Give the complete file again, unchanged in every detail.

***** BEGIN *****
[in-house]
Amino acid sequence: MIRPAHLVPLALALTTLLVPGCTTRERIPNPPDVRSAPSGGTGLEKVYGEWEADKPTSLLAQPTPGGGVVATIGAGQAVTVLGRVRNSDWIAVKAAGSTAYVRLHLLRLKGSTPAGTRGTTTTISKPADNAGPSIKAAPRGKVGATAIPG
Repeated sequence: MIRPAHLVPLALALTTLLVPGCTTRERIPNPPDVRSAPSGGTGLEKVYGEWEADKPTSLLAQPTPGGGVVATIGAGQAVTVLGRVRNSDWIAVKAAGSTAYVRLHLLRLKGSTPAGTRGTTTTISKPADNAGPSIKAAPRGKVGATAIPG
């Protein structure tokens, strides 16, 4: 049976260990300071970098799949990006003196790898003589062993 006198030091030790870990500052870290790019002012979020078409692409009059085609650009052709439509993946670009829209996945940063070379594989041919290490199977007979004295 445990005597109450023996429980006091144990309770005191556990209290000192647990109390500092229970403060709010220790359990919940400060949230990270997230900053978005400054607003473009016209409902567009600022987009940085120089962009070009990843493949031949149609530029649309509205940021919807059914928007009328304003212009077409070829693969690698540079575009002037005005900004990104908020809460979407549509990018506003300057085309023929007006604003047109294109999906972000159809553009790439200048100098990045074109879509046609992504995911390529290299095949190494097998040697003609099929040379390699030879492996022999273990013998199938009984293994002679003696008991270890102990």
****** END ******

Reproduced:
[in-house]
Amino acid sequence: MIRPAHLVPLALALTTLLVPGCTTRERIPNPPDVRSAPSGGTGLEKVYGEWEADKPTSLLAQPTPGGGVVATIGAGQAVTVLGRVRNSDWIAVKAAGSTAYVRLHLLRLKGSTPAGTRGTTTTISKPADNAGPSIKAAPRGKVGATAIPG
Repeated sequence: MIRPAHLVPLALALTTLLVPGCTTRERIPNPPDVRSAPSGGTGLEKVYGEWEADKPTSLLAQPTPGGGVVATIGAGQAVTVLGRVRNSDWIAVKAAGSTAYVRLHLLRLKGSTPAGTRGTTTTISKPADNAGPSIKAAPRGKVGATAIPG
């Protein structure tokens, strides 16, 4: 049976260990300071970098799949990006003196790898003589062993 006198030091030790870990500052870290790019002012979020078409692409009059085609650009052709439509993946670009829209996945940063070379594989041919290490199977007979004295 445990005597109450023996429980006091144990309770005191556990209290000192647990109390500092229970403060709010220790359990919940400060949230990270997230900053978005400054607003473009016209409902567009600022987009940085120089962009070009990843493949031949149609530029649309509205940021919807059914928007009328304003212009077409070829693969690698540079575009002037005005900004990104908020809460979407549509990018506003300057085309023929007006604003047109294109999906972000159809553009790439200048100098990045074109879509046609992504995911390529290299095949190494097998040697003609099929040379390699030879492996022999273990013998199938009984293994002679003696008991270890102990």